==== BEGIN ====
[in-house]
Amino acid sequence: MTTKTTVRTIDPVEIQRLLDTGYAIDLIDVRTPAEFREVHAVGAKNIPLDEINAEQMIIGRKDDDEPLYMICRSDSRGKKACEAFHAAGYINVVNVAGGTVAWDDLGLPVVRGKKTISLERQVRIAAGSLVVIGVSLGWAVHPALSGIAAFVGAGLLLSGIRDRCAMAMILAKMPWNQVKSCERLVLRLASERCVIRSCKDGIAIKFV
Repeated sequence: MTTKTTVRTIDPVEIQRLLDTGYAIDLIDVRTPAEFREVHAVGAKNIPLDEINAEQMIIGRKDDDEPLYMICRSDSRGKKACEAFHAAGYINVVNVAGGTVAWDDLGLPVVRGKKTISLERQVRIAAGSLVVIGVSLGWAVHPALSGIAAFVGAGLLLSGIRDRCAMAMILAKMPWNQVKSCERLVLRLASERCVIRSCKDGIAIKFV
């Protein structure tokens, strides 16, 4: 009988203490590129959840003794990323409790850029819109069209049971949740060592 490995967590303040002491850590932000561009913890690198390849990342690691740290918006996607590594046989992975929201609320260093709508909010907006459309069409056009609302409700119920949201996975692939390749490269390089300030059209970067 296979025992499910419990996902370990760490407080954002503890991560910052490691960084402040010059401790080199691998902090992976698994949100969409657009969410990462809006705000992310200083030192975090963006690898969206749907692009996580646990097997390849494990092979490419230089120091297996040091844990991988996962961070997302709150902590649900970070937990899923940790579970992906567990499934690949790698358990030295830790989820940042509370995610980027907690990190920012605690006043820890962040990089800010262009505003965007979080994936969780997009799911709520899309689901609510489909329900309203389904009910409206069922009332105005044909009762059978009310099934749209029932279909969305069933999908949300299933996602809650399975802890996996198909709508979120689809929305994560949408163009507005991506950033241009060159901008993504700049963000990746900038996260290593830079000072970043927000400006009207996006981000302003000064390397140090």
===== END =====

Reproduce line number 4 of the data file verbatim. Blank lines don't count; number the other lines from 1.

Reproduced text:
């Protein structure tokens, strides 16, 4: 009988203490590129959840003794990323409790850029819109069209049971949740060592 490995967590303040002491850590932000561009913890690198390849990342690691740290918006996607590594046989992975929201609320260093709508909010907006459309069409056009609302409700119920949201996975692939390749490269390089300030059209970067 296979025992499910419990996902370990760490407080954002503890991560910052490691960084402040010059401790080199691998902090992976698994949100969409657009969410990462809006705000992310200083030192975090963006690898969206749907692009996580646990097997390849494990092979490419230089120091297996040091844990991988996962961070997302709150902590649900970070937990899923940790579970992906567990499934690949790698358990030295830790989820940042509370995610980027907690990190920012605690006043820890962040990089800010262009505003965007979080994936969780997009799911709520899309689901609510489909329900309203389904009910409206069922009332105005044909009762059978009310099934749209029932279909969305069933999908949300299933996602809650399975802890996996198909709508979120689809929305994560949408163009507005991506950033241009060159901008993504700049963000990746900038996260290593830079000072970043927000400006009207996006981000302003000064390397140090």